European Central Bank Forges Ahead With A Digital Currency

A digital currency backed by the European Central Bank (ECB) could be in use by next year, officials involved in its development have confirmed.

The European public digital currency is aimed at competing against social media giant Facebook, which announced in June its blueprint for Libra, a private digital currency and other private sector projects. The European Union (EU) thinks that a digital currency could also help to reduce the costs of international transactions, which they consider to be too high.

Regarding the new digital currency, French Finance Minister Bruno Le Maire told a news conference in Brussels: "The fact that it is for the long term does not prevent us from working and having results next year."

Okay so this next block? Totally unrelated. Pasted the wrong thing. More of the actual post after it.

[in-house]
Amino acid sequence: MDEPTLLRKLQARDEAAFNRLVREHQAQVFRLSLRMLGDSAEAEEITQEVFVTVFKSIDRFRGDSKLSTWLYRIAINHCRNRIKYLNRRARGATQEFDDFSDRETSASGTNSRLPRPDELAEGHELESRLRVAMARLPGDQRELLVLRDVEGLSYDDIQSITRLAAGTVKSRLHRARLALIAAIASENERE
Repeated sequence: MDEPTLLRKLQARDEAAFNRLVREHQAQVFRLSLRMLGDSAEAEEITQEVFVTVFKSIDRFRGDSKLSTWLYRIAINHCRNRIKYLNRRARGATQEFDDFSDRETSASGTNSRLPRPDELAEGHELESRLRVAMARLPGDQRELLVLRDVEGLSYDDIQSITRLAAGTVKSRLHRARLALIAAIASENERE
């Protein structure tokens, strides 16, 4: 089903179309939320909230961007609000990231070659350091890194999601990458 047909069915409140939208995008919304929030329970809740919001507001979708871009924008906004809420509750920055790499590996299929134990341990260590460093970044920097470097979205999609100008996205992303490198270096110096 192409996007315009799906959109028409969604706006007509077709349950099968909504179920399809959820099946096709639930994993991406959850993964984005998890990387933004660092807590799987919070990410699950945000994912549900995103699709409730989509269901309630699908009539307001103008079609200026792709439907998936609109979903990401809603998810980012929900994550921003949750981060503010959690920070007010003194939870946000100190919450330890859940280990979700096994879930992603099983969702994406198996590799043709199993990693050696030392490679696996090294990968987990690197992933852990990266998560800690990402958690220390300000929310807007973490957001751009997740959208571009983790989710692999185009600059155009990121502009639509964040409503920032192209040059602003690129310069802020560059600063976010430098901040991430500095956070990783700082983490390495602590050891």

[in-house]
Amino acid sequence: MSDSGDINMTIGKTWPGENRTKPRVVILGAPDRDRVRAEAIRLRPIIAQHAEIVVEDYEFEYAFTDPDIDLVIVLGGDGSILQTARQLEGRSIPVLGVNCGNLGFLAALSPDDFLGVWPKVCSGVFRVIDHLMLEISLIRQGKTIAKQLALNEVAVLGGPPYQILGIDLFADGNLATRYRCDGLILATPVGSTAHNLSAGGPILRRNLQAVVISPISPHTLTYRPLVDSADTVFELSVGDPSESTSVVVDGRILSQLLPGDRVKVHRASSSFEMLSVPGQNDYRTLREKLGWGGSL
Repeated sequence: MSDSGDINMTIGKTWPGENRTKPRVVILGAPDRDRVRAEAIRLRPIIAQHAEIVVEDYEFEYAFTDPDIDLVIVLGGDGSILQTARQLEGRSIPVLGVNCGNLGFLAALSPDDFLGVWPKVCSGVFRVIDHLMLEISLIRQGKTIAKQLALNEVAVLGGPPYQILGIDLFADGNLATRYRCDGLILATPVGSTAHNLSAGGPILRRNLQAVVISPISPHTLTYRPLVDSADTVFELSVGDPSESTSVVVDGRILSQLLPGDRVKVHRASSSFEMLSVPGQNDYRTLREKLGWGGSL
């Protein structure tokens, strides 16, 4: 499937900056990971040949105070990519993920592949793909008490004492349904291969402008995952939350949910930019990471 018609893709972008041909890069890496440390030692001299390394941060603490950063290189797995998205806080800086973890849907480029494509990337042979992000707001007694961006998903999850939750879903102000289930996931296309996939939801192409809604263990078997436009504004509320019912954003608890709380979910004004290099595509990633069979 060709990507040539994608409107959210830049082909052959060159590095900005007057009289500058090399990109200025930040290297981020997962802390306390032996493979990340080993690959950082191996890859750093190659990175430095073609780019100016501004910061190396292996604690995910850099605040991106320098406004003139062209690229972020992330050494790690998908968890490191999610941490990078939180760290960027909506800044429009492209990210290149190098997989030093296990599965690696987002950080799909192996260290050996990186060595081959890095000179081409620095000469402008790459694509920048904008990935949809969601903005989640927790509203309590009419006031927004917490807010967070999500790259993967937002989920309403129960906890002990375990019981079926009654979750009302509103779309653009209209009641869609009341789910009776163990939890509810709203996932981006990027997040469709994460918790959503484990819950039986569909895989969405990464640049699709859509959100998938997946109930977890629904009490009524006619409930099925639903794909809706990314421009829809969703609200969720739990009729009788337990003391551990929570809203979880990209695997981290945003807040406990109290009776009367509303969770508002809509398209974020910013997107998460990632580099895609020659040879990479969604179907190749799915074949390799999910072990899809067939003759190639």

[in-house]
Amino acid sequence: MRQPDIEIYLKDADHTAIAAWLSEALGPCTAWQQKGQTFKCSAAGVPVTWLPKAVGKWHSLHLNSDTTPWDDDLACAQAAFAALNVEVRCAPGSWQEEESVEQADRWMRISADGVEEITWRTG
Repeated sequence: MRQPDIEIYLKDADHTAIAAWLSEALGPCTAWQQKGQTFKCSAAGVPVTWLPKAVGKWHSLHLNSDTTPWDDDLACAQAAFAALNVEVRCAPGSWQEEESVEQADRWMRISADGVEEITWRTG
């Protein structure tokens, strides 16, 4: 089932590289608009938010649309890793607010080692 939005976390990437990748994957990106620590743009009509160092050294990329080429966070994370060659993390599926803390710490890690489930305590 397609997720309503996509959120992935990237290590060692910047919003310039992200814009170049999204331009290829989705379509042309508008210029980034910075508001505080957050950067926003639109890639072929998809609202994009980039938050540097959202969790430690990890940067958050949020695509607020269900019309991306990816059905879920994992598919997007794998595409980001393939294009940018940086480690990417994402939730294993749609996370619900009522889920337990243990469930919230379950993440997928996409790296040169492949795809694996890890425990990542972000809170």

The ECB is reportedly already working on the technical aspects of a digital currency and would present its conclusions to European Union governments soon. EU finance ministers are set to adopt in December a joint statement welcoming the ECB’s work on the topic of a digital currency.

Several options are apparently being studied. Under the most ambitious plan, users of a new digital coin could open bank accounts directly at the ECB. That would cut transaction costs but would make existing banks and payment services largely redundant. Under a less radical approach, banks could be given electronic cash or tokens by the ECB that they could then distribute to their clients.